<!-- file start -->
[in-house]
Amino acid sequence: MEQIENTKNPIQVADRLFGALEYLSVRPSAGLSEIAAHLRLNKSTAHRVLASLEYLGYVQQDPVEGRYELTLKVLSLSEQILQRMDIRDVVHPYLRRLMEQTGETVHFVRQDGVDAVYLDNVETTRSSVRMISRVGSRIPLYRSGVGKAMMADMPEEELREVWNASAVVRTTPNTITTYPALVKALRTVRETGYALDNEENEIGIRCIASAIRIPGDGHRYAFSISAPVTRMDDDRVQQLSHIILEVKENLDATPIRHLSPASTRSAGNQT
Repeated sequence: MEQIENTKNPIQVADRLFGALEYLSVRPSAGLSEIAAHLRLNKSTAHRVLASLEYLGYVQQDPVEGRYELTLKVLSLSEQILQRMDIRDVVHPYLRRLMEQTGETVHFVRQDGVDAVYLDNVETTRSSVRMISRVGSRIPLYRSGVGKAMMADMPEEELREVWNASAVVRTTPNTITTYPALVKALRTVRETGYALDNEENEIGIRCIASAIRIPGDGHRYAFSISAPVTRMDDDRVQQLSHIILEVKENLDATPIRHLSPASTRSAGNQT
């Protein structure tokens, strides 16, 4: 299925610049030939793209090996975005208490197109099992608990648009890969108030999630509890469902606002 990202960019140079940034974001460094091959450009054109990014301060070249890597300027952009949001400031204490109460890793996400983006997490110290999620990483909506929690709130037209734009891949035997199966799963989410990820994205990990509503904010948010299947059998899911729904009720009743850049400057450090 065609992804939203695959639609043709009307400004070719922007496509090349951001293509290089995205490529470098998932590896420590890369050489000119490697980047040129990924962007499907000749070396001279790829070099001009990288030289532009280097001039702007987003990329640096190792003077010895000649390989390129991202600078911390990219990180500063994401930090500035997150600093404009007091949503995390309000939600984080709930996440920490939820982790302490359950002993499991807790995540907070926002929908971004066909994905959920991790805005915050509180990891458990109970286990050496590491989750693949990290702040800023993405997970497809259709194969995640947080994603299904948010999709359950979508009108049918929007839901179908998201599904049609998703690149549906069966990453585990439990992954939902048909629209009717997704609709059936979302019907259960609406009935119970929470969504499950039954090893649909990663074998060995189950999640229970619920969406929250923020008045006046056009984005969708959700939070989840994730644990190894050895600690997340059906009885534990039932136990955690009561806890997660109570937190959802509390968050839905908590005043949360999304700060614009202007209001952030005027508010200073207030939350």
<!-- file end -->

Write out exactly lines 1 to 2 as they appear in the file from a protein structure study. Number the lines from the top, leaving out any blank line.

[in-house]
Amino acid sequence: MEQIENTKNPIQVADRLFGALEYLSVRPSAGLSEIAAHLRLNKSTAHRVLASLEYLGYVQQDPVEGRYELTLKVLSLSEQILQRMDIRDVVHPYLRRLMEQTGETVHFVRQDGVDAVYLDNVETTRSSVRMISRVGSRIPLYRSGVGKAMMADMPEEELREVWNASAVVRTTPNTITTYPALVKALRTVRETGYALDNEENEIGIRCIASAIRIPGDGHRYAFSISAPVTRMDDDRVQQLSHIILEVKENLDATPIRHLSPASTRSAGNQT